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Paying for College

More Colleges Paying for Gap Years

Students defer attendance to take time out for public service.

After carefully building high school transcripts and diligently applying to college, a growing number of students are putting their plans on hold to pursue other interests. And an expanding contingent of schools will even help students pay for a year off for public service, with the aim of having participants come to campus more mature and engaged in their studies.

See Our Starting Out Column: How to Make Money While Traveling Abroad

Princeton University and the University of North Carolina at Chapel Hill are among the schools sponsoring gap-year programs for accepted freshmen. Tufts University’s program will begin in 2015.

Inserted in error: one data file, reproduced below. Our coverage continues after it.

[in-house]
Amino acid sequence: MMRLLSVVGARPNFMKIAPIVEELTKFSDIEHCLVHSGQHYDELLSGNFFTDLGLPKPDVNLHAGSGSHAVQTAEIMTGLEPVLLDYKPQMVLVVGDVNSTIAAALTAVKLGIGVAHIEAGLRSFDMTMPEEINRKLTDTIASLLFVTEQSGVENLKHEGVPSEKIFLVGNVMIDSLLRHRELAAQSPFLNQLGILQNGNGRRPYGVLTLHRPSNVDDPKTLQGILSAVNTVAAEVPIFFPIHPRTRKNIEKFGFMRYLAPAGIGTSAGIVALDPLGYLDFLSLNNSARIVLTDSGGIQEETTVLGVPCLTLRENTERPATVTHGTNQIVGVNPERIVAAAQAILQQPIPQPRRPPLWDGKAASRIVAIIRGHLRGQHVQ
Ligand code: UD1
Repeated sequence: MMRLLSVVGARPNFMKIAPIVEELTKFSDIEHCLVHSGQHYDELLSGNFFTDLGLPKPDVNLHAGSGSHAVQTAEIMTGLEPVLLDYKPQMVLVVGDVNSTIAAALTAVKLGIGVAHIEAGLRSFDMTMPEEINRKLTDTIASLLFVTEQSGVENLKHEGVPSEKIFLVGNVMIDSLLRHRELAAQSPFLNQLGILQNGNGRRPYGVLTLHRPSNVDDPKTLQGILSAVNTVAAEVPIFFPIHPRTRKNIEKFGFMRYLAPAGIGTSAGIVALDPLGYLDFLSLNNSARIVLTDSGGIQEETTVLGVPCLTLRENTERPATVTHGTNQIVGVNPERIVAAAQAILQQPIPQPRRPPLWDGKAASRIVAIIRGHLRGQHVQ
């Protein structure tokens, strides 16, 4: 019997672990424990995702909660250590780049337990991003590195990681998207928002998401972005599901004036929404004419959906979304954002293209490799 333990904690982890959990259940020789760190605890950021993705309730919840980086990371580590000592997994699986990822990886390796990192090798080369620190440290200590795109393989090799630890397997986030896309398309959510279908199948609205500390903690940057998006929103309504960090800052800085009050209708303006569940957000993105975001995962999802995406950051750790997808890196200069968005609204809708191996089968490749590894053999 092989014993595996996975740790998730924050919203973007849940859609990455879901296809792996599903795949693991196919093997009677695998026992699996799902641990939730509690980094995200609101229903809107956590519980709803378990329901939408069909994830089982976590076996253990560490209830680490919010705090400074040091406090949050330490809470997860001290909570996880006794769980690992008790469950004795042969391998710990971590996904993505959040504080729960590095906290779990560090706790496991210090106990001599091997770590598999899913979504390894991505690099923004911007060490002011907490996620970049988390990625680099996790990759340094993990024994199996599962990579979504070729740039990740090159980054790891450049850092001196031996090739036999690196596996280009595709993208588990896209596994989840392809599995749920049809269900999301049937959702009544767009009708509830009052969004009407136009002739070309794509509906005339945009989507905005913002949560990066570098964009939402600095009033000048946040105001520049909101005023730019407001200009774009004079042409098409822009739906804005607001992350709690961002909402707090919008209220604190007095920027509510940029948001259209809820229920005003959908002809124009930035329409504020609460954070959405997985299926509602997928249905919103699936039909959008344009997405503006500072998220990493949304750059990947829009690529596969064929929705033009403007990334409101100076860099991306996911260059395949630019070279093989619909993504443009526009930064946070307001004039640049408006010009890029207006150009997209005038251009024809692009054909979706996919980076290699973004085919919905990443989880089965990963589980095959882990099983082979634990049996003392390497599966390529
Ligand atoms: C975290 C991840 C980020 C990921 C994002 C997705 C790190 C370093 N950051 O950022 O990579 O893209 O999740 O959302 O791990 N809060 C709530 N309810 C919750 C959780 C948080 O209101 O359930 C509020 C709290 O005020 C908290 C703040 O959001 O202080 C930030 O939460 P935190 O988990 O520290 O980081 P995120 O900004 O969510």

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Brady Gilliam spent nine months teaching English and working in medical clinics in five countries before arriving on UNC’s campus as a freshman this year. Gilliam, from Charlotte, N.C., received $7,500 from the school and paid for the rest of his trip with savings from previous summer jobs. “My experience was its own education,” says Gilliam.

For now, school-funded programs are small and acceptance is competitive—for example, only about 10% of applicants are accepted into UNC’s program. But interest in gap-year programs is growing at schools nationwide, says Ethan Knight, of the American Gap Association. Students who make it into a school-financed program might pay one-fourth or less of the cost of a typical three-month gap program through a private organization.

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